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Key Idea: Give Employees Key Indicator Responsibilities

Jim Schell recommends sharing financial tracking responsibilities for reports identified in "the little green book" with employees.  Here are more insights from Jim:   Staying Power,   On selling the business, and  Opportunity Knocks.     Even more...

Key Question:


Every person worth having on your payroll wants desperately to know if they are doing good or if they are doing bad.  We say, give them a number that shows them how they are doing on a daily basis.

Q: What happens to an employee who is given a specific goal to manage?

A: In most every case, the employee will improve performance. There are so many books on the subject of employee productivity it is depressing. Obviously leaders just aren't learning because the books keep coming out and they say so much of the same thing. Jim wants you to find a key indicator that every employee can own then step back and watch them improve.

Tom Gegax started a business from scratch and built it into a multi-million dollar company with 2,000 employees. Here is his advise for building an effective team of people. Notice it starts with making each person aware of your expectations and that should begin with establishing a key indicator that an employee can track.

Tom believes that employees can contribute to the team success most effectively if they are:

1. Fully aware of his expectations of them,

2. Motivated

3. Educated, and

4. Provided with constant feedback.

Set Expectations: Provide each employee with a written job description and a copy of your company's organizational chart as part of his or her first day's orientation. In addition to increasing the employee's productivity, setting expectations very clearly and in writing provides the employee with a level of comfort and knowledge of his or her role in the business.

Motivate Employees: Every employee in the organization should meet with the person to whom he or she reports at least annually. This meeting should include a historical evaluation of performance since the last meeting as well as goal and objective setting for the next period. The employee should be made aware of how his or her individual goals are part of the overall goals of the business. Finally, the anticipated award, e.g., promotion or bonus, for successfully achieving those goals should be clearly stated. Both the evaluation and prospective goal setting should be in writing and signed by both the employee and supervisor. Subsequent years' evaluations should include a review of goals set the previous year.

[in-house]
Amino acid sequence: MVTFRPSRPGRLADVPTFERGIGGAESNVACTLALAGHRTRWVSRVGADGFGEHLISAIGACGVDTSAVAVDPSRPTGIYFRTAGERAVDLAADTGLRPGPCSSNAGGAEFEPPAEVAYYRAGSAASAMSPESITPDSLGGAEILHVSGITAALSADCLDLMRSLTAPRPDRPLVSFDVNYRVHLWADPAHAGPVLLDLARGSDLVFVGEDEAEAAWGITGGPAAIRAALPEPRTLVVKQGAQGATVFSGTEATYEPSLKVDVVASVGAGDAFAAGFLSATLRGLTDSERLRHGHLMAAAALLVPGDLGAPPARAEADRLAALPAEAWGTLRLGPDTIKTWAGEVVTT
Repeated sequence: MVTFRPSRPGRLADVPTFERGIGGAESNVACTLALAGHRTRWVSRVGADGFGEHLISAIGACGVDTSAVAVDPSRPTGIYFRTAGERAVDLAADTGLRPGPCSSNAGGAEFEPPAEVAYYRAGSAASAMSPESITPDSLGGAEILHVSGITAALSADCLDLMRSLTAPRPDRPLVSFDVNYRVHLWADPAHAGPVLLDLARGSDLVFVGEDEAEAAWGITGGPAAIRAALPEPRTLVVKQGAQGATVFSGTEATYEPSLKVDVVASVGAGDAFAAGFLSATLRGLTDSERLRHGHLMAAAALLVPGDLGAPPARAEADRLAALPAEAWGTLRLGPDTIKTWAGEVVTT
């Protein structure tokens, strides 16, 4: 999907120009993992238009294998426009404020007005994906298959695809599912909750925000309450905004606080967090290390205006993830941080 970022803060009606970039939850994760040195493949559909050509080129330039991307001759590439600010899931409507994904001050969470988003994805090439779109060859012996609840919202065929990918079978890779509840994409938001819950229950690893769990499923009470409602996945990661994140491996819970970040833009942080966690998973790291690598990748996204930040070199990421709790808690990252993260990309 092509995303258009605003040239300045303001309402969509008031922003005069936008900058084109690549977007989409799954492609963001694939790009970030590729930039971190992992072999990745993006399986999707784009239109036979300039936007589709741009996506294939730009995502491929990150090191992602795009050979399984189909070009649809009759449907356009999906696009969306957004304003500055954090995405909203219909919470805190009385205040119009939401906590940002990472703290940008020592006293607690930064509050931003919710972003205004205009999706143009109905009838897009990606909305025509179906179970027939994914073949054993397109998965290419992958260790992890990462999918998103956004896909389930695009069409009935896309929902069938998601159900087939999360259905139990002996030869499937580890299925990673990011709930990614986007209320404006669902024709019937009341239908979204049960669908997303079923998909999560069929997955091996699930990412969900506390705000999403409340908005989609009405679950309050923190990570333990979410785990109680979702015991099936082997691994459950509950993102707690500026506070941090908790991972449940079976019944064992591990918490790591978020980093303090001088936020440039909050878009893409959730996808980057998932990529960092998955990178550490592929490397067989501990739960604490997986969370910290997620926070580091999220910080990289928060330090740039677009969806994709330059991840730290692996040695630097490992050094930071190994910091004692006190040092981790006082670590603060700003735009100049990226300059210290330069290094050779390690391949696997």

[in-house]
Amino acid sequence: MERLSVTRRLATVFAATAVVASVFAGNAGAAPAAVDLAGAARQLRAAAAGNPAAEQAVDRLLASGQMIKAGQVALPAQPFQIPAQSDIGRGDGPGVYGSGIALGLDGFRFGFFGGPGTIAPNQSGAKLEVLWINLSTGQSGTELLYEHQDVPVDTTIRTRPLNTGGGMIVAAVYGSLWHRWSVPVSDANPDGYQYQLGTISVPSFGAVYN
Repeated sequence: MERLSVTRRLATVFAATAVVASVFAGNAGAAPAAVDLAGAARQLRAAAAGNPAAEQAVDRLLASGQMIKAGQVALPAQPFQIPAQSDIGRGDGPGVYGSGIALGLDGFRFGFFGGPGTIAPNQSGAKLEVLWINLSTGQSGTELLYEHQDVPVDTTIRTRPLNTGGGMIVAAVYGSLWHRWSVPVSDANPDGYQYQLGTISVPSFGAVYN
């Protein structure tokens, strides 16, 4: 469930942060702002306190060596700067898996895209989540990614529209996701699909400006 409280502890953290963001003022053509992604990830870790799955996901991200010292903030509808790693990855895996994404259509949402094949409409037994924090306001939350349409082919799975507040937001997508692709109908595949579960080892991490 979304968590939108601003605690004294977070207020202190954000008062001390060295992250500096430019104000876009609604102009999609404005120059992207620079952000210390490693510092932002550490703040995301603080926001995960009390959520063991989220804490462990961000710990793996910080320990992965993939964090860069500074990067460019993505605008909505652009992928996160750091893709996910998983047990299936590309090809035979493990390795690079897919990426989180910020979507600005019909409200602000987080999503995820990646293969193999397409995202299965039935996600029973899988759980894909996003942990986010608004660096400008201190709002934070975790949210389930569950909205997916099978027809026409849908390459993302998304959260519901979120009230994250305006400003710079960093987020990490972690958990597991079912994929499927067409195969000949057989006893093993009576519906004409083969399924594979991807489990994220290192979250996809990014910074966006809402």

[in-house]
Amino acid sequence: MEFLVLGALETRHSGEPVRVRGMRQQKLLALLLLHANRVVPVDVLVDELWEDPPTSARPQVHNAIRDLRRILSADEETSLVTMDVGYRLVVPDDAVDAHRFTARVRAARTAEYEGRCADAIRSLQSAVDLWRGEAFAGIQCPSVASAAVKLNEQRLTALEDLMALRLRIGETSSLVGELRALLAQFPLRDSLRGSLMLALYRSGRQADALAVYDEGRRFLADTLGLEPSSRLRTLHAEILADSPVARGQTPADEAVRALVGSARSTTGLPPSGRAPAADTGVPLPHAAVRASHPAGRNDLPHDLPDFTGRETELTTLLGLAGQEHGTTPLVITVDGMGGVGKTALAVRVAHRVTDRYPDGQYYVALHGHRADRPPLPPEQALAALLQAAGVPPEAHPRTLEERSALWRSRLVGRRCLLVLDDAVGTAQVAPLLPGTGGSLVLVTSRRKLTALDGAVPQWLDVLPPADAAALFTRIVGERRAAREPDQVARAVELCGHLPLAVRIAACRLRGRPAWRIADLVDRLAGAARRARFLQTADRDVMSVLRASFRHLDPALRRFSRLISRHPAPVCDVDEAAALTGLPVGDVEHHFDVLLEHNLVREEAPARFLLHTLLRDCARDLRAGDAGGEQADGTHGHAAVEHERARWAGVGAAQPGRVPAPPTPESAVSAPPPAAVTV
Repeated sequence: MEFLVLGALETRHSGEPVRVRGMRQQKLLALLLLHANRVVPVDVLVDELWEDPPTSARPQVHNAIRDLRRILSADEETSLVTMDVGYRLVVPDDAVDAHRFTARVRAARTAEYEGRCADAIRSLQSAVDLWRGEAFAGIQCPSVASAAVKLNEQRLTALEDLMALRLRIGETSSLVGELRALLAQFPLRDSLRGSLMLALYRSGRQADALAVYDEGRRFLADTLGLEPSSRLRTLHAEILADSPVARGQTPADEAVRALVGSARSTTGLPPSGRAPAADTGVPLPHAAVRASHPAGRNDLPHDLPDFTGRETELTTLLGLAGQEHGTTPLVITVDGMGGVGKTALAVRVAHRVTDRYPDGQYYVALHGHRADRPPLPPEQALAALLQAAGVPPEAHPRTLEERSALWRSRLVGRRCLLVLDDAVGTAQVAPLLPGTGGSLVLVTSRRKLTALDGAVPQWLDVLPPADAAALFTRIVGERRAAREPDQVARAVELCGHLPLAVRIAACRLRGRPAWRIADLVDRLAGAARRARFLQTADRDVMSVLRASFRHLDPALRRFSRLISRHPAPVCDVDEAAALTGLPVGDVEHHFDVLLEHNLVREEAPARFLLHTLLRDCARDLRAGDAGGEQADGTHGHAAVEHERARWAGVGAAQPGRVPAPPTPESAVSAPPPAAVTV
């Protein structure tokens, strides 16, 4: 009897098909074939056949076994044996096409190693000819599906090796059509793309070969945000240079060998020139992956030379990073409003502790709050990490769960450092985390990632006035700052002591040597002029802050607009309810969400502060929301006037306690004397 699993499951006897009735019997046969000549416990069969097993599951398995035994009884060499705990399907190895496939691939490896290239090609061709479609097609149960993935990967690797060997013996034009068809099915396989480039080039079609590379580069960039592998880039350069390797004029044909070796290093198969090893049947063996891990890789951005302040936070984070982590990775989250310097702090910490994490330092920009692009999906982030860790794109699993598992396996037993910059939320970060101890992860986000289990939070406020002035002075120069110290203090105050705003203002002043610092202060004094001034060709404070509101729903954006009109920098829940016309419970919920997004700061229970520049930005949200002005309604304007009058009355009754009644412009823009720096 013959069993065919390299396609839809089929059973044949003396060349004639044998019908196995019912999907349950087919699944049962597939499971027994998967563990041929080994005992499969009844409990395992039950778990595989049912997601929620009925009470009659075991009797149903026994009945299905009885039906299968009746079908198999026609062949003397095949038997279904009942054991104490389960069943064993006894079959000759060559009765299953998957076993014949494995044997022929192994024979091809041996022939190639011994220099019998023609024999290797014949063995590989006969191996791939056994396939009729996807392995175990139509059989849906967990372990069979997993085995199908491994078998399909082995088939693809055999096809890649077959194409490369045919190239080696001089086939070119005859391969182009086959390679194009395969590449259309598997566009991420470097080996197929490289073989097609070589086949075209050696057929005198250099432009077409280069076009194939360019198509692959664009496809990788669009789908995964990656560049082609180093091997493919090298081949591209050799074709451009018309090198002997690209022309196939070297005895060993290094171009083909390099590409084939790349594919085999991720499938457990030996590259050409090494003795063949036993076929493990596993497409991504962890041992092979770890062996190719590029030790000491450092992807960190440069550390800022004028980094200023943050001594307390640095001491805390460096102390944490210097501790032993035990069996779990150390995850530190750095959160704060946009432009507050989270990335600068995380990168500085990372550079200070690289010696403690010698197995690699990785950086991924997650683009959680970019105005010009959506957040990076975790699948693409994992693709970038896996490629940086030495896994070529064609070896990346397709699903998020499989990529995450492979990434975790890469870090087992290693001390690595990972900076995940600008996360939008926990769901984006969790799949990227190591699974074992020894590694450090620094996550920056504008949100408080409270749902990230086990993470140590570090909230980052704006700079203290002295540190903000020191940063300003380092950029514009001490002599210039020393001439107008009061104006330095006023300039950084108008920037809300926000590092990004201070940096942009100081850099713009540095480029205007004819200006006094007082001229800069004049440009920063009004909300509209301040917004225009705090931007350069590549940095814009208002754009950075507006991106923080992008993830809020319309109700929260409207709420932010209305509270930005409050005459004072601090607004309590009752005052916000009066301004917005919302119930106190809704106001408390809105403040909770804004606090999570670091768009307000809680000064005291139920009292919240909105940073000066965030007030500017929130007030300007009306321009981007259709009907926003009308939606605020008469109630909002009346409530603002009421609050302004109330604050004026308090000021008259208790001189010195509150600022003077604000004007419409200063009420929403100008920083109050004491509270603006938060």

Educate Employees: Every position in a company requires a certain minimum skill set. That skill set should be included in the written job description. Improving the skill set with additional training for the current position or for a position in the company that the employee is working toward should be discussed in the annual evaluation and goal setting session. Every employee in the organization should benefit from training each year.

Provide Feedback: Annual evaluations and goal setting, formalized and documented, are an outstanding way for even a small business to effectively manage its human resources. However, once a year is just too infrequently to provide employees with the constructive feedback they need. Positive feedback should be provided publicly, with recognition given to the employee throughout the company. Negative feedback should be provided privately, behind closed doors, and documented if it is considered to be grounds for dismissal if not corrected.

Think about it

Can your key indicator report be used as a management tool? Are you willing to give it a try?

Clip from: Learn to Use Your Financials; Track your Numbers